Officials in a Welsh language heartland have been criticised for granting planning applications from Welsh speakers despite advice to reject them.
Ceredigion has a large population of Welsh speakers
It came after Ceredigion councillors approved three applications against the advice of planners which were later rejected by the assembly government.
The assembly government's planning inspector said it was "discriminatory" to grant plans on a language basis.
But one planning committee member said it was trying to protect communities.
The incident came to light when one of the three approved applications was called in by the assembly government.
In a subsequent report, planning inspector Ian Osborne said it would be "discriminatory" to grant permission solely on the grounds the applicant was a Welsh speaker.
"Whilst the planning system should take account of the needs and interest of the Welsh language, the fact that the applicant is a local, Welsh-speaking person active in the community does not outweigh the environmental harm," said Mr Osborne.
"Moreover it would be discriminatory to grant permission solely or largely on the grounds that the applicant is Welsh-speaking."
Ceredigion Council's senior planning officer Aled Richards has warned the council's planning committee that it could lose its planning powers if it continued to take decisions that breached regulations.
"We have to take this very seriously," he added.
"What's happening is that time and time again we refer to the fact that the applicant is a local Welsh speaker. We have to look at the application, not the applicant."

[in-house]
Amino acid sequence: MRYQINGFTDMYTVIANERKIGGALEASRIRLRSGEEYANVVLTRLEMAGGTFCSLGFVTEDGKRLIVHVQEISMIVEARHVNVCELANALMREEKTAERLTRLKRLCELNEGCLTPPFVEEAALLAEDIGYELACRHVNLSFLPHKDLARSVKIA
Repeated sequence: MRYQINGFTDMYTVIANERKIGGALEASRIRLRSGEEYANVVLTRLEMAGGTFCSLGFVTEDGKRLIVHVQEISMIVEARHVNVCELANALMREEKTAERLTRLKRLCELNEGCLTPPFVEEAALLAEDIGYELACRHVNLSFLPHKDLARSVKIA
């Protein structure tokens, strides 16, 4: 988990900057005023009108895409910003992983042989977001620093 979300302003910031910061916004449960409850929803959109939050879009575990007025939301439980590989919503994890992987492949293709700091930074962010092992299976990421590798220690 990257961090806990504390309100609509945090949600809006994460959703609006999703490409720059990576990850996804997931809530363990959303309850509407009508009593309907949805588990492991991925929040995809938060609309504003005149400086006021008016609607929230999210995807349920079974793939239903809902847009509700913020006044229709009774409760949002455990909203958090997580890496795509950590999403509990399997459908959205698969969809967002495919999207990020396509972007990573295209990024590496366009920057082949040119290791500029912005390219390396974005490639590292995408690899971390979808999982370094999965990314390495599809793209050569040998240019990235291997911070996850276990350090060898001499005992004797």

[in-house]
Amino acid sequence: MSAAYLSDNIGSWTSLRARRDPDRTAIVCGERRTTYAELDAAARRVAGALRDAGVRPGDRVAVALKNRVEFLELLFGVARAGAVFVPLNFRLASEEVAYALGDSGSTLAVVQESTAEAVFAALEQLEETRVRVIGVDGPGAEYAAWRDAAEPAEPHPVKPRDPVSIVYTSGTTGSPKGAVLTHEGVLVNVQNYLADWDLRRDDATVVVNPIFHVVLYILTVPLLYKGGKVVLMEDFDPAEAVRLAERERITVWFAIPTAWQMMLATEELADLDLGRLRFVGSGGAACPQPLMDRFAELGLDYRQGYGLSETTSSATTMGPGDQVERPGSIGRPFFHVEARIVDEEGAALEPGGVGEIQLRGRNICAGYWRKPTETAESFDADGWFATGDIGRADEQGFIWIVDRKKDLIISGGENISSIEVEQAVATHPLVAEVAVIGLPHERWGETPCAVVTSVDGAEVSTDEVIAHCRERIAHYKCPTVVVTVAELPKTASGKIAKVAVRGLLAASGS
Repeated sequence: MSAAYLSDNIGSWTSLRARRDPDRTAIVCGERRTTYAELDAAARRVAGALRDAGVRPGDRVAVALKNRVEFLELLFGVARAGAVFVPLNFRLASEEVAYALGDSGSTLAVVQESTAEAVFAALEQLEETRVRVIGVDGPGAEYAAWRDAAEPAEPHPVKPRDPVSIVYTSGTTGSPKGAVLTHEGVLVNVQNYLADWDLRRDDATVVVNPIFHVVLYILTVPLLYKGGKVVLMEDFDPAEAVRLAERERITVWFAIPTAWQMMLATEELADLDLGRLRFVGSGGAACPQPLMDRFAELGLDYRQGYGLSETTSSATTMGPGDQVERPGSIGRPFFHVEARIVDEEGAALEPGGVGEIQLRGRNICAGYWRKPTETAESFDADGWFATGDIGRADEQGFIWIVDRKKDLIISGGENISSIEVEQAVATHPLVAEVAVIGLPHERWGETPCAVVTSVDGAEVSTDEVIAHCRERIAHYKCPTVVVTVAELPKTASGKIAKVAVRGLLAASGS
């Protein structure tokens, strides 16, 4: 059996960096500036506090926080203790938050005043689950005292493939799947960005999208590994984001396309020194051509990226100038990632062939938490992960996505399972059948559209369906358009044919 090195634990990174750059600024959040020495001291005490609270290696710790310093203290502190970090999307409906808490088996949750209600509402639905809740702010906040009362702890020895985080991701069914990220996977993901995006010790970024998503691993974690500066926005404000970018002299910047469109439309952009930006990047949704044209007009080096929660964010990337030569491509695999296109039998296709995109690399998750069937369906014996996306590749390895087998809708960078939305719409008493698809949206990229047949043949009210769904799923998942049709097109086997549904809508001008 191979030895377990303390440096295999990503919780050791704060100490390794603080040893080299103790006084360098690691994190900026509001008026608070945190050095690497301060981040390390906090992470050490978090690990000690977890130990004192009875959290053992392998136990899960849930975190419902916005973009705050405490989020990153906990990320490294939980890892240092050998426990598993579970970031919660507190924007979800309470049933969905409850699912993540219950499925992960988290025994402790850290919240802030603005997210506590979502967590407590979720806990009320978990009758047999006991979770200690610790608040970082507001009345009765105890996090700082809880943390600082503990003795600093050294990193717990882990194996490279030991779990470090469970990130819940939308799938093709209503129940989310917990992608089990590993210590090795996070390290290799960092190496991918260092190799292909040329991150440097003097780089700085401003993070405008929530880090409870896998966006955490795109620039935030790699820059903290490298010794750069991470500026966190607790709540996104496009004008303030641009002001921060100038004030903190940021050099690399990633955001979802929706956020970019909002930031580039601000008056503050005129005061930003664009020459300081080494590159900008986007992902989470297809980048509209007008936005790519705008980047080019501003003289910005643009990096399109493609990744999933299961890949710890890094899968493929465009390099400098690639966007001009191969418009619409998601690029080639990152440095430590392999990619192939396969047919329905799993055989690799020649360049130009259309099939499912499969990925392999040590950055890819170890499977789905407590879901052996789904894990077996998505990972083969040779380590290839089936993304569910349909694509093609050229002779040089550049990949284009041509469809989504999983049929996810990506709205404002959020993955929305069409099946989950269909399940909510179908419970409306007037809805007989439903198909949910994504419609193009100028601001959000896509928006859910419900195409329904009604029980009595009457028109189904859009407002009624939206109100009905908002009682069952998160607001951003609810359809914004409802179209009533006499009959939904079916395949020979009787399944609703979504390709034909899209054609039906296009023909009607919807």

But Cllr Lyndon Lloyd who sits on the planning committee said he disagreed with Mr Osborne's comments.
"We have assembly government ministers saying there should be policies in rural areas that rely on positive discretion, and then we have comments from Mr Osborne that seem so rigid," he explained.
"All we're trying to do is stand up for our young people and our communities. There seems to be a lack of awareness of that in Cardiff from the assembly's officials."
He was supported by the Welsh Language Society (Cymdeithas yr Iaith Gymraeg).
Angharad Clwyd, chair of the group in Ceredigion, said it supported planners' decision to support local people.
She added: "We support Ceredigion County Council's decision to look at the needs of local people and the Welsh language when it comes to planning.
"Cymdeithas believe that preference should be given to local people and are calling for a property act that would secure this amongst other planning issues that would safeguard our communities."
A Welsh Assembly Government spokesman said Jane Davidson, the minister responsible for planning issues, could not comment on individual applications.